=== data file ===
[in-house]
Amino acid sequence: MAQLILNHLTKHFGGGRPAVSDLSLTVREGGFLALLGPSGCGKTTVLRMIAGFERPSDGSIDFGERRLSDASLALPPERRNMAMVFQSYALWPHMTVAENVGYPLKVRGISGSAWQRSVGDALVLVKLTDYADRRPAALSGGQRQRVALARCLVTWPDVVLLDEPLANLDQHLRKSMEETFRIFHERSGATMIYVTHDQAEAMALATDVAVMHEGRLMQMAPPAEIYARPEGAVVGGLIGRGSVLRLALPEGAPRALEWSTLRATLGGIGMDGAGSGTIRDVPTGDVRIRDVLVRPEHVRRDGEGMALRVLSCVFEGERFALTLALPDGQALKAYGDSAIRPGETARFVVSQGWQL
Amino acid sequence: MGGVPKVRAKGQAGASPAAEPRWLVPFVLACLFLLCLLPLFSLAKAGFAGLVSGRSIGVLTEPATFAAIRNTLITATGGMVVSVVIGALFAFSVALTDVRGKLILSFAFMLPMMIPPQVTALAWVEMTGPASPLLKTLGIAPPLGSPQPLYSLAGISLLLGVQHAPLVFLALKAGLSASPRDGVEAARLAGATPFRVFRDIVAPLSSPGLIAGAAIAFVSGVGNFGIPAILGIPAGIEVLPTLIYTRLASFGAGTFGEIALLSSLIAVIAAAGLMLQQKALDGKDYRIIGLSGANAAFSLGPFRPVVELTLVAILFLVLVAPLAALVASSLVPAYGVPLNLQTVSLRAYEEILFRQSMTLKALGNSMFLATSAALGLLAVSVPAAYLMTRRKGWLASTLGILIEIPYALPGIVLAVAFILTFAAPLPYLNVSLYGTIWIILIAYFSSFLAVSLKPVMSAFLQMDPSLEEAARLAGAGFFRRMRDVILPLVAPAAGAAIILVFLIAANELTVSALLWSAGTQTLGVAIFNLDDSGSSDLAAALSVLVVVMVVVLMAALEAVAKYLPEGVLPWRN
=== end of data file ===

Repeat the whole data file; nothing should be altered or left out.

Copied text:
[in-house]
Amino acid sequence: MAQLILNHLTKHFGGGRPAVSDLSLTVREGGFLALLGPSGCGKTTVLRMIAGFERPSDGSIDFGERRLSDASLALPPERRNMAMVFQSYALWPHMTVAENVGYPLKVRGISGSAWQRSVGDALVLVKLTDYADRRPAALSGGQRQRVALARCLVTWPDVVLLDEPLANLDQHLRKSMEETFRIFHERSGATMIYVTHDQAEAMALATDVAVMHEGRLMQMAPPAEIYARPEGAVVGGLIGRGSVLRLALPEGAPRALEWSTLRATLGGIGMDGAGSGTIRDVPTGDVRIRDVLVRPEHVRRDGEGMALRVLSCVFEGERFALTLALPDGQALKAYGDSAIRPGETARFVVSQGWQL
Amino acid sequence: MGGVPKVRAKGQAGASPAAEPRWLVPFVLACLFLLCLLPLFSLAKAGFAGLVSGRSIGVLTEPATFAAIRNTLITATGGMVVSVVIGALFAFSVALTDVRGKLILSFAFMLPMMIPPQVTALAWVEMTGPASPLLKTLGIAPPLGSPQPLYSLAGISLLLGVQHAPLVFLALKAGLSASPRDGVEAARLAGATPFRVFRDIVAPLSSPGLIAGAAIAFVSGVGNFGIPAILGIPAGIEVLPTLIYTRLASFGAGTFGEIALLSSLIAVIAAAGLMLQQKALDGKDYRIIGLSGANAAFSLGPFRPVVELTLVAILFLVLVAPLAALVASSLVPAYGVPLNLQTVSLRAYEEILFRQSMTLKALGNSMFLATSAALGLLAVSVPAAYLMTRRKGWLASTLGILIEIPYALPGIVLAVAFILTFAAPLPYLNVSLYGTIWIILIAYFSSFLAVSLKPVMSAFLQMDPSLEEAARLAGAGFFRRMRDVILPLVAPAAGAAIILVFLIAANELTVSALLWSAGTQTLGVAIFNLDDSGSSDLAAALSVLVVVMVVVLMAALEAVAKYLPEGVLPWRN